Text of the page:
TU‐D‐BRC‐06: Towards Online Image Guided Radiotherapy for Cervical Cancer: Accurate Cervix‐Uterus Prediction Based On Measured Bladder Volumes

M. Bondar, M. Hoogeman, G. Dhawtal, J. Mens, e. Vasquez Osorio, I. de Pree, S. Quint, Rozilawati Ahmad, B. Heijmen

Research output: Contribution to journalArticle

1 Citation (Scopus)

Abstract

Purpose: To investigate whether variable bladder filling CT‐scans can be used to predict the cervix‐uterus shape and position based on measured bladder volumes and to determine the number of CT‐scans required for an accurate prediction. Methods and Materials: Two series of CT‐scans were acquired for eleven patients in prone position, the first before EBRT and the second after 40 Gy. Each series consisted of a full bladder CT‐scan and four subsequent CT‐scans with a naturally filling bladder (empty to full). The cervix‐uterus and bladder were manually contoured and 3D cervix‐uterus surfaces were generated. For each patient non‐rigid registration was used to generate corresponding points on all ten surfaces. Patient‐specific models were built by fitting the coordinates of the corresponding points of a variable number of first series surfaces to linear functions of the bladder volume. Each model was used to predict, based on bladder volume the cervix‐uterus surfaces excluded from the model generation. The prediction error was quantified by the margin required around the predicted to accommodate 95% of the observed surface. Results: The maximum cervix‐uterus displacement range was 14–49 mm at planning and 16–72 mm after 40 Gy. The prediction error moderately increased with the decrease of the number of input surfaces (from 5 to 7 mm at planning and from 8 to 9 mm after 40 Gy for 4 to 2 input surfaces). For 9/11 patients the bladder vs. cervix‐uterus relationship was hardly influenced by radiotherapy (error range 6–7 mm). Conclusion: This work demonstrates the potential for accurate cervix‐uterus localization by using a prediction model based on measured bladder volumes. For most patients the prediction error was well below the extent of motion of the cervix‐uterus, even if only two CT‐scans were included in the model. The model could be used to facilitate the adaptation of treatment plans.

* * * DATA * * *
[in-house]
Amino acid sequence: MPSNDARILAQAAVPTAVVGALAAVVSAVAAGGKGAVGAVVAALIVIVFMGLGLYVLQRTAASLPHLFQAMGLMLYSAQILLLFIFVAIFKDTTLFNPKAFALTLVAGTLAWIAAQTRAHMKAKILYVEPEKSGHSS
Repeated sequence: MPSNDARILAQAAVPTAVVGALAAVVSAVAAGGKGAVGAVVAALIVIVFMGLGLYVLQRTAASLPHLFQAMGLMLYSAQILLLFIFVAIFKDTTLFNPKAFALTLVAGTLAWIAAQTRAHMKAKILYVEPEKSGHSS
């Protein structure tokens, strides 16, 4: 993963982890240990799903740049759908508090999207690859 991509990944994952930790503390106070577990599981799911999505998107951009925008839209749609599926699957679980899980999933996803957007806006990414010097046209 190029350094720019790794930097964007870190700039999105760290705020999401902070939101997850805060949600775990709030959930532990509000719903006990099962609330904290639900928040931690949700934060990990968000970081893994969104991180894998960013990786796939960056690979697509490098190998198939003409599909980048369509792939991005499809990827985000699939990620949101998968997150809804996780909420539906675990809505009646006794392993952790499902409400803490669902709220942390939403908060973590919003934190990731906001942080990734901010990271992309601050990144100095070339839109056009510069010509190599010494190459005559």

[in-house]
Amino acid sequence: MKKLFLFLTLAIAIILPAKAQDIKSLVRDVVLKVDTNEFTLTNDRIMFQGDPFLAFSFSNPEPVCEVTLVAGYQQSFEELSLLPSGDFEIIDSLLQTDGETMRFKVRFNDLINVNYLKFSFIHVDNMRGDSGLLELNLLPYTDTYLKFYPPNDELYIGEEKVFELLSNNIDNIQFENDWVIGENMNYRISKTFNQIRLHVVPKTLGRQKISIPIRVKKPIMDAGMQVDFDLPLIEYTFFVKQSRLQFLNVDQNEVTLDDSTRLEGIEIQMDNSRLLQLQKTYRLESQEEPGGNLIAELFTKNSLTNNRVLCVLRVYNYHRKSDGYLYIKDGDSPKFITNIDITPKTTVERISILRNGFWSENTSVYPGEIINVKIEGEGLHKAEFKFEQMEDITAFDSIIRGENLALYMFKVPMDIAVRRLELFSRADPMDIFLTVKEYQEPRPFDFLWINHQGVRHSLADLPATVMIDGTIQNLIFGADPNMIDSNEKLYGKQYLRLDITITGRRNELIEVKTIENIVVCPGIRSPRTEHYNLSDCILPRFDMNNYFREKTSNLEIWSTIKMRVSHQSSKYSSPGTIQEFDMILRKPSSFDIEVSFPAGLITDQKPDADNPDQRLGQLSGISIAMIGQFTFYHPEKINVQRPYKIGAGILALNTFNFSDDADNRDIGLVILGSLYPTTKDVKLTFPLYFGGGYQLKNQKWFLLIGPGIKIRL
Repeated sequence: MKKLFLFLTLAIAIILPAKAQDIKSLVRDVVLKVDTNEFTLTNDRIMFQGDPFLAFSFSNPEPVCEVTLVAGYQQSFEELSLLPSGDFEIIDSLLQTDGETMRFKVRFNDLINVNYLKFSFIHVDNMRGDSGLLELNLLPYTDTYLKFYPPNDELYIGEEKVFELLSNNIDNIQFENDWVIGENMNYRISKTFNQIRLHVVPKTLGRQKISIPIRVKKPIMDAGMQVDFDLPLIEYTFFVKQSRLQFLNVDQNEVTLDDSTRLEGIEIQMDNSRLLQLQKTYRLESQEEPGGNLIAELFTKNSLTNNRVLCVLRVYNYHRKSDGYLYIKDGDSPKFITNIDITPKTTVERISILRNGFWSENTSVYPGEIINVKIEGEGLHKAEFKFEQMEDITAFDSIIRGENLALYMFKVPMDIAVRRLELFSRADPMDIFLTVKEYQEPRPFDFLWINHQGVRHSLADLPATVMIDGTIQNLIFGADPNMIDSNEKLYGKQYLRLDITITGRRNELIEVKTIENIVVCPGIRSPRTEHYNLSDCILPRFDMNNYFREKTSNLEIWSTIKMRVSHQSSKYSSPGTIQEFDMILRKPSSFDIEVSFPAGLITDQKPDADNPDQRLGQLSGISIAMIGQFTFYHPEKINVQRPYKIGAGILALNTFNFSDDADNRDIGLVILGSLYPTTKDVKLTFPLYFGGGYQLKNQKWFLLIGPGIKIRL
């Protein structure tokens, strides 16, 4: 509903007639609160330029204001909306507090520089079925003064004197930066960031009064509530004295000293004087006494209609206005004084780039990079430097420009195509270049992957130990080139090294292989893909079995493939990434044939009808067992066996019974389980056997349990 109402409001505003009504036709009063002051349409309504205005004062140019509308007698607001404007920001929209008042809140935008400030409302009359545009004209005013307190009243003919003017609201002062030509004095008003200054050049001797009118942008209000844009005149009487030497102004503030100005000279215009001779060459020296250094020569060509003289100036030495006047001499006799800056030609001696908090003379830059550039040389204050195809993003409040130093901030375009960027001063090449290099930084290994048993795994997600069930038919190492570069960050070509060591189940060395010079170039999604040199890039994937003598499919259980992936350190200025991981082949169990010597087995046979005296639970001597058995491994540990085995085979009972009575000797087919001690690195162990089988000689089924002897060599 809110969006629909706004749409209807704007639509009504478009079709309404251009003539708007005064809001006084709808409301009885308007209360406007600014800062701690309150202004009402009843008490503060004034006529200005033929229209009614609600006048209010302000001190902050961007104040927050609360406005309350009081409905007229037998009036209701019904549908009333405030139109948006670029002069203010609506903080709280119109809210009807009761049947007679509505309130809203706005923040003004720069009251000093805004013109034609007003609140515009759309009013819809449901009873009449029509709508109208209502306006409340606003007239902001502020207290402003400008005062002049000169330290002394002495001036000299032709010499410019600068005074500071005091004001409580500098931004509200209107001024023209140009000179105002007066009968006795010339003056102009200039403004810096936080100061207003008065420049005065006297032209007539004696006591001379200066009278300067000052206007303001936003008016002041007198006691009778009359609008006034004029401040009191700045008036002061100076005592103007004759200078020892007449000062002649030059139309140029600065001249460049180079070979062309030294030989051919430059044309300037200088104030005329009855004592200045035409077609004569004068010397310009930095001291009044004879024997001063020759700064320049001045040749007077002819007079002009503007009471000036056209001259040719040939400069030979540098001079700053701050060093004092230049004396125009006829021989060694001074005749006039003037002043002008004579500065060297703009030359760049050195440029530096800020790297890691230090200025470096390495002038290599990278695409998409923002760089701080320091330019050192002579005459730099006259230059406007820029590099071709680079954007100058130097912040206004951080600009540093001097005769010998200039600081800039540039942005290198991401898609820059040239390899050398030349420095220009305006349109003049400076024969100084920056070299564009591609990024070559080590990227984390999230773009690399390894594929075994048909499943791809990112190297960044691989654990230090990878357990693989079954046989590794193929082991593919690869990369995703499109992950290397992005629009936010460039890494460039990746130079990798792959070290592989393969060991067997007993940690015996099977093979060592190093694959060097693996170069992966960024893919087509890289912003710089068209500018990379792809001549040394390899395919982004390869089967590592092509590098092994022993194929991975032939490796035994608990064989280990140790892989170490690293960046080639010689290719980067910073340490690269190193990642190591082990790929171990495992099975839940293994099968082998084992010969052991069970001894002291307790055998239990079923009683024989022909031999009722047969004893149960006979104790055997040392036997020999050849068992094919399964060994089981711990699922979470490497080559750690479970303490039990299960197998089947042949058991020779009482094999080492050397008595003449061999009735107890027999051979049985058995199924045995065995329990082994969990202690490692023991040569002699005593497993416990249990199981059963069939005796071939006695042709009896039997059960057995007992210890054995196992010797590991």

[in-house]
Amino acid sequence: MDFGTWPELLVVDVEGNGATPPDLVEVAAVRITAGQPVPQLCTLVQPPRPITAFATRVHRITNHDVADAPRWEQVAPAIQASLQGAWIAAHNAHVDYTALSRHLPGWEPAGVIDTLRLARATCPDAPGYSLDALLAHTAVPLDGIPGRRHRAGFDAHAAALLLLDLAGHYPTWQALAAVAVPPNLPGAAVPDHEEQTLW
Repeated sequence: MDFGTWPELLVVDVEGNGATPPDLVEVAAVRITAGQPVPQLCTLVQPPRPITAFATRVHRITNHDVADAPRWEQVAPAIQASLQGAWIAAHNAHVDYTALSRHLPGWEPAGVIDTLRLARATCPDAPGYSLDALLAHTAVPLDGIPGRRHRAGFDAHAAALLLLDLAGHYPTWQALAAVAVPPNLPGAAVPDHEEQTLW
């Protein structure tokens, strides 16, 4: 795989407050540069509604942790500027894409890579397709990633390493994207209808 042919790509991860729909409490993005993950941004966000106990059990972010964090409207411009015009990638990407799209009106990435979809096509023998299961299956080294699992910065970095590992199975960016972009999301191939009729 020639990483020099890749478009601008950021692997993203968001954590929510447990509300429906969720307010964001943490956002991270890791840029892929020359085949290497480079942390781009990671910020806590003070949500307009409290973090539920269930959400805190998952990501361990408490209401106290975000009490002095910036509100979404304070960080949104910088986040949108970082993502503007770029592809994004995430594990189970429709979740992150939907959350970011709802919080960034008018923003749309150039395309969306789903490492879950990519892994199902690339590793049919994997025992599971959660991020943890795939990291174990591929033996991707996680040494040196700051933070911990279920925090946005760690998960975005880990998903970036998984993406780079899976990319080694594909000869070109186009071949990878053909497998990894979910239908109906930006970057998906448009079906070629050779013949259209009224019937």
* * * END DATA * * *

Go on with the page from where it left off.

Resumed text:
Original languageEnglish
Number of pages1
JournalMedical Physics
Volume36
Issue number6
DOIs
Publication statusPublished - 1 Jan 2009
Externally publishedYes

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Image-Guided Radiotherapy
Uterine Cervical Neoplasms
Urinary Bladder
Prone Position
Radiotherapy

ASJC Scopus subject areas

  • Biophysics
  • Radiology Nuclear Medicine and imaging

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TU‐D‐BRC‐06 : Towards Online Image Guided Radiotherapy for Cervical Cancer: Accurate Cervix‐Uterus Prediction Based On Measured Bladder Volumes. / Bondar, M.; Hoogeman, M.; Dhawtal, G.; Mens, J.; Osorio, e. Vasquez; de Pree, I.; Quint, S.; Ahmad, Rozilawati; Heijmen, B.

In: Medical Physics, Vol. 36, No. 6, 01.01.2009.

Research output: Contribution to journalArticle

Bondar, M. ; Hoogeman, M. ; Dhawtal, G. ; Mens, J. ; Osorio, e. Vasquez ; de Pree, I. ; Quint, S. ; Ahmad, Rozilawati ; Heijmen, B. / TU‐D‐BRC‐06 : Towards Online Image Guided Radiotherapy for Cervical Cancer: Accurate Cervix‐Uterus Prediction Based On Measured Bladder Volumes. In: Medical Physics. 2009 ; Vol. 36, No. 6.
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abstract = "Purpose: To investigate whether variable bladder filling CT‐scans can be used to predict the cervix‐uterus shape and position based on measured bladder volumes and to determine the number of CT‐scans required for an accurate prediction. Methods and Materials: Two series of CT‐scans were acquired for eleven patients in prone position, the first before EBRT and the second after 40 Gy. Each series consisted of a full bladder CT‐scan and four subsequent CT‐scans with a naturally filling bladder (empty to full). The cervix‐uterus and bladder were manually contoured and 3D cervix‐uterus surfaces were generated. For each patient non‐rigid registration was used to generate corresponding points on all ten surfaces. Patient‐specific models were built by fitting the coordinates of the corresponding points of a variable number of first series surfaces to linear functions of the bladder volume. Each model was used to predict, based on bladder volume the cervix‐uterus surfaces excluded from the model generation. The prediction error was quantified by the margin required around the predicted to accommodate 95{\%} of the observed surface. Results: The maximum cervix‐uterus displacement range was 14–49 mm at planning and 16–72 mm after 40 Gy. The prediction error moderately increased with the decrease of the number of input surfaces (from 5 to 7 mm at planning and from 8 to 9 mm after 40 Gy for 4 to 2 input surfaces). For 9/11 patients the bladder vs. cervix‐uterus relationship was hardly influenced by radiotherapy (error range 6–7 mm). Conclusion: This work demonstrates the potential for accurate cervix‐uterus localization by using a prediction model based on measured bladder volumes. For most patients the prediction error was well below the extent of motion of the cervix‐uterus, even if only two CT‐scans were included in the model. The model could be used to facilitate the adaptation of treatment plans.",
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